In a free agent market in which everyone, save for Kyle Lowry and Shaun Livingston, is getting big-money deals, you would think Lance Stephenson would be able to find someone to back up the Brinks truck.
Apparently, he hasn’t yet though.
And he might not.
The Pacers started the bidding, reportedly with a guaranteed $44 million over five years (no word if there are any player/team options in there, either of which could change the deals attractiveness).
Since then, it has been crickets. Adrian Wojnarowski of Yahoo Sports said his sources saw the market for Lance as “tough,” giving the Pacers some good leverage despite their not-overwhelming initial offer.
Now there is a report, from Joe Cowley of the Chicaho Sun Times, that the Bulls made only a token inquiry, seeing Stephenson as a fallback option if they can’t make a big splash (i.e., signing Carmelo Anthony). Chicago doubts the have the ability, in a fiscal sense, to sign Stephenson.
There was a report that the Bulls also inquired about Pacers free agent Lance Stephenson. That call was more of a just-in-case, according to the source. The Bulls think Stephenson’s initial asking price is beyond their means.
Charlotte has been listed as another interested team but the closest media member to the team, Rick Bonnell, said he doubts the Hornets end up signing Lance.
FWIW, I don't think there's a strong chance Lance Stephenson ends up signing with the Hornets.
— Rick Bonnell (@rick_bonnell) July 2, 2014
Pat Riley also reportedly offered Lance the mid level exception (around $5.5 million in year one) to join Indiana’s rivals in Miami, per Dan Le Batard. Stephenson reportedly said he wanted double that offer.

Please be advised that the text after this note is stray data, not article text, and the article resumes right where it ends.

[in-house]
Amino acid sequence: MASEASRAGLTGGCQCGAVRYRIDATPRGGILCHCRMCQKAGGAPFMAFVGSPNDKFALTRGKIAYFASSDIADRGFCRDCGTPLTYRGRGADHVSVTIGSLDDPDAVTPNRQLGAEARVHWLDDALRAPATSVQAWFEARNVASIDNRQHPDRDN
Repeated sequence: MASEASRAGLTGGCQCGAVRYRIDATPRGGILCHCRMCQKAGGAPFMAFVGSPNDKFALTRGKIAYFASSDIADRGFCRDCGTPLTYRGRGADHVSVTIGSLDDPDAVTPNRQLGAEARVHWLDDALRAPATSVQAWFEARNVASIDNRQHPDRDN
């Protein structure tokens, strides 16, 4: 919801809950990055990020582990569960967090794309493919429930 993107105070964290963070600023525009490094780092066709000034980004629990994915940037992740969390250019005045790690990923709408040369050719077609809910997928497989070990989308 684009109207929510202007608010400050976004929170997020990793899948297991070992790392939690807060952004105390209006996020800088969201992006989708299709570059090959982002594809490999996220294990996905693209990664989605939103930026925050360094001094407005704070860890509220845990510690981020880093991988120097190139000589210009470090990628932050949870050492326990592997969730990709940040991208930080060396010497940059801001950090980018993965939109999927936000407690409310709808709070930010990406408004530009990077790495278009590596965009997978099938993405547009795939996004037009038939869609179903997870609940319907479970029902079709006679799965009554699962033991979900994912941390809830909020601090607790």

Who is left bidding for Stephenson then?
The Lakers have often been reported to be another interested party, but — like Chicago — they won’t turn much attention to Lance until after LeBron and Carmelo officially tell them no.
There are obviously more than 20 other teams in the league. So there are plenty of other potential landing spots for Stephenson.
But some simply lack the financial capability to sign him while others were reportedly turned off by his antics during the Eastern Conference Finals. Still others certainly never had him in their plans.
So who is left?
There aren’t a lot of obvious suitors.
Perhaps Larry Bird gauged the market for Stephenson better than anyone. If so, he may have already outbid all competitors, in the process winning back the tarnished 23-year-old talent on a seemingly cheap deal.